Tuesday 14th October is Ada Lovelace Day – an International Celebration of women in Science, Technology, Engineering and Mathematics.
Ada Lovelace was born in 1815 and grew up to be the world’s first computer programmer, working with Charles Babbage’s plans for the Analytical Engine.
Ada Lovelace Day aims to raise the profiles of STEM women, to inspire others and to create new role models for young and old alike.
In celebration of this day, The Royal Institution in Mayfair, London, is holding a special event – Ada Lovelace Day Live – on Tuesday 14th October at 7pm (tickets still available as I write).
The following performers and artists will be appearing:
Roma Agrawal is a civil engineer from the team that built The Shard, bringing stories of bridges and a few jelly babies too. More about her work can be found on the Ri Blog.
Caro C is an electronic musician and sound engineer and one of the founders of Delia Derbyshire Day. Her performance is inspired by Delia’s fascinating archive and pioneering work including the realisation of the original Doctor Who theme in 1963.
Dr Hannah Fry is a UCL lecturer in the Mathematics of Cities, whose TEDx talk has been viewed over half a million times. She’ll show how maths can be used to predict the future.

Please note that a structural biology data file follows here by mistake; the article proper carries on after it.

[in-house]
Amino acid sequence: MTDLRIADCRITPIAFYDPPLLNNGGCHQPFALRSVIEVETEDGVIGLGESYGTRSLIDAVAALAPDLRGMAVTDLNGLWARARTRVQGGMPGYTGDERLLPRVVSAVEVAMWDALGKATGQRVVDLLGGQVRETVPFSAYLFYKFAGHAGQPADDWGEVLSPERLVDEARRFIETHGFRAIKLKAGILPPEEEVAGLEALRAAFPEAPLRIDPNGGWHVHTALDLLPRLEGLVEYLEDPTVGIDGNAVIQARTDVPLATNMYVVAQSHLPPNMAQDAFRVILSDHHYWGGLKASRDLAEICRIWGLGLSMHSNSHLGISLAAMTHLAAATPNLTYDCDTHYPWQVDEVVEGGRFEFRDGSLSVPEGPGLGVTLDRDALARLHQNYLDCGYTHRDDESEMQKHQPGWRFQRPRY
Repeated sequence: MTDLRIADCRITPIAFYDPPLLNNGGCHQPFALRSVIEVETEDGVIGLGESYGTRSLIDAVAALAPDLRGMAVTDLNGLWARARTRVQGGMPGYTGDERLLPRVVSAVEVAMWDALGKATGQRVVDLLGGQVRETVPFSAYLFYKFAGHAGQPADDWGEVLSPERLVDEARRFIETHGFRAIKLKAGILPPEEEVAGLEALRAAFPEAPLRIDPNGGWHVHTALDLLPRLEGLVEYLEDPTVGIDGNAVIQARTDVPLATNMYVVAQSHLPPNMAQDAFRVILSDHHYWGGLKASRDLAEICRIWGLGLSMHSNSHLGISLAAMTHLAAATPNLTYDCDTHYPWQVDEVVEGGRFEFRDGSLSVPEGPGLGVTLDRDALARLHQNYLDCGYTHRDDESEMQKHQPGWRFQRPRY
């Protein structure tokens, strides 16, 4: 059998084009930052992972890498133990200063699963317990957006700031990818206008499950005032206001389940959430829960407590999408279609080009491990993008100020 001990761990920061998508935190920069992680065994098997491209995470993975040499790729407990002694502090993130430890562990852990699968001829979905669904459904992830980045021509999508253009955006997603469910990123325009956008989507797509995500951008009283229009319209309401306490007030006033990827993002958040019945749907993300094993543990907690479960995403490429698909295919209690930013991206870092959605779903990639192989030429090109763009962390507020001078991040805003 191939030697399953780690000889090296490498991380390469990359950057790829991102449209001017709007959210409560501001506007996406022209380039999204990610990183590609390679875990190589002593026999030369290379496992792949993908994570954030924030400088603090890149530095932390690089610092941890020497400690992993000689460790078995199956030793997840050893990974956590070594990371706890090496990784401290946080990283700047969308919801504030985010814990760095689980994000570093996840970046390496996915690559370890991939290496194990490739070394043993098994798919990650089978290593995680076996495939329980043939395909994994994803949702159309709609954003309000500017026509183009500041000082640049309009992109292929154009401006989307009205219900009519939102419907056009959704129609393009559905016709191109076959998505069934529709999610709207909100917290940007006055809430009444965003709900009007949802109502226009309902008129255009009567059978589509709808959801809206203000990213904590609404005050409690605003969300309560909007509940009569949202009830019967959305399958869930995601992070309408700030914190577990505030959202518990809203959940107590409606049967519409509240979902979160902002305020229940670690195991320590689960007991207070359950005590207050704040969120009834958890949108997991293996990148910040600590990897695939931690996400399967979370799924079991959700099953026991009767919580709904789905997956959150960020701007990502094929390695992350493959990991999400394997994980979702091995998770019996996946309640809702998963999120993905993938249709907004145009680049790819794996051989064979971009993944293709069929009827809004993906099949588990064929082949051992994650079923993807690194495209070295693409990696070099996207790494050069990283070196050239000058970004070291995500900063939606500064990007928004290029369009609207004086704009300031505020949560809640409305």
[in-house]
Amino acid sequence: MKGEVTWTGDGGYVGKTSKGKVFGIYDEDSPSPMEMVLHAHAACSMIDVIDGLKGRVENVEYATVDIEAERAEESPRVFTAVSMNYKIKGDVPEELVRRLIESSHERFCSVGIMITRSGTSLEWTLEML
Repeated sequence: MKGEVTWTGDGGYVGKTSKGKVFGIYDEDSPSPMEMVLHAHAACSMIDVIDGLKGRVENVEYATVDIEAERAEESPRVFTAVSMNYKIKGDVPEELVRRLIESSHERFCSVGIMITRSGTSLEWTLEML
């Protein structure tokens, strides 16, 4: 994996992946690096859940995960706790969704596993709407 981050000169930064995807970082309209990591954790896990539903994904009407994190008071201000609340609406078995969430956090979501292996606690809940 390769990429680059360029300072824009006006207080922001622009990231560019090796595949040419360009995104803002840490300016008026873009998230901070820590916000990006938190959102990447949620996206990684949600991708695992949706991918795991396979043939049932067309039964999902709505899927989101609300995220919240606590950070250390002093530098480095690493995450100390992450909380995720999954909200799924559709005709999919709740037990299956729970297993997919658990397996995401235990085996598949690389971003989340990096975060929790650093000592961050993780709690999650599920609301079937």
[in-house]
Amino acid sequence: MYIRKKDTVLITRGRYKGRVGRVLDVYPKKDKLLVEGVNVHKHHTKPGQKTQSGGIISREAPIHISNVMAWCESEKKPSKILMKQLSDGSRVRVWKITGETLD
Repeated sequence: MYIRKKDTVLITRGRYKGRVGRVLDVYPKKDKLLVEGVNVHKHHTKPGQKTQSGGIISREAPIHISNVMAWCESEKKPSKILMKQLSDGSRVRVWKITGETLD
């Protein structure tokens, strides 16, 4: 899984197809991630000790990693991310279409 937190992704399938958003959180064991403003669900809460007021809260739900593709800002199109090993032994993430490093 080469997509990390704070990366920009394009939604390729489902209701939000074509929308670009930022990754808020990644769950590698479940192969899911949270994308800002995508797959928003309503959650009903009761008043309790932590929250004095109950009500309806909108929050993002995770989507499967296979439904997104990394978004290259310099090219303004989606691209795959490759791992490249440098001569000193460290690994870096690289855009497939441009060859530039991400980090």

Konnie Huq is a television presenter, writer, mathematics enthusiast, and at one time the longest-serving female presenter of Blue Peter after studying economics at Cambridge University.
Naomi Kashiwagi is an award winning artist and performer. The Royal Institution let her loose in their prep room and archives, where she’s developed her own unique take on Ada Lovelace.
Dr Turi King is the geneticist who led the DNA analysis that located the remains of Richard III in Leicester, and explores how genetics combined with history, archeology, anthropology and forensics can shed light on our past and future.
Steph Troeth is a user experience researcher and designer, who will share her obsession with finding ways to improve technology by understanding what people do (and don’t do) in the real world.
Dr Helen Czerski is a physicist and oceanographer at University College London. When she’s not in the lab or on a boat (or doing both at the same time) she presents science programmes for the BBC.
Event host Helen Arney is a self-professed geek songstress, who writes maths and science-inspired comedy songs and performs across the UK.
Tickets are £12/8, £6 for Ri Associates, and free to Ri members and fellows.
Find out more at www.findingada.com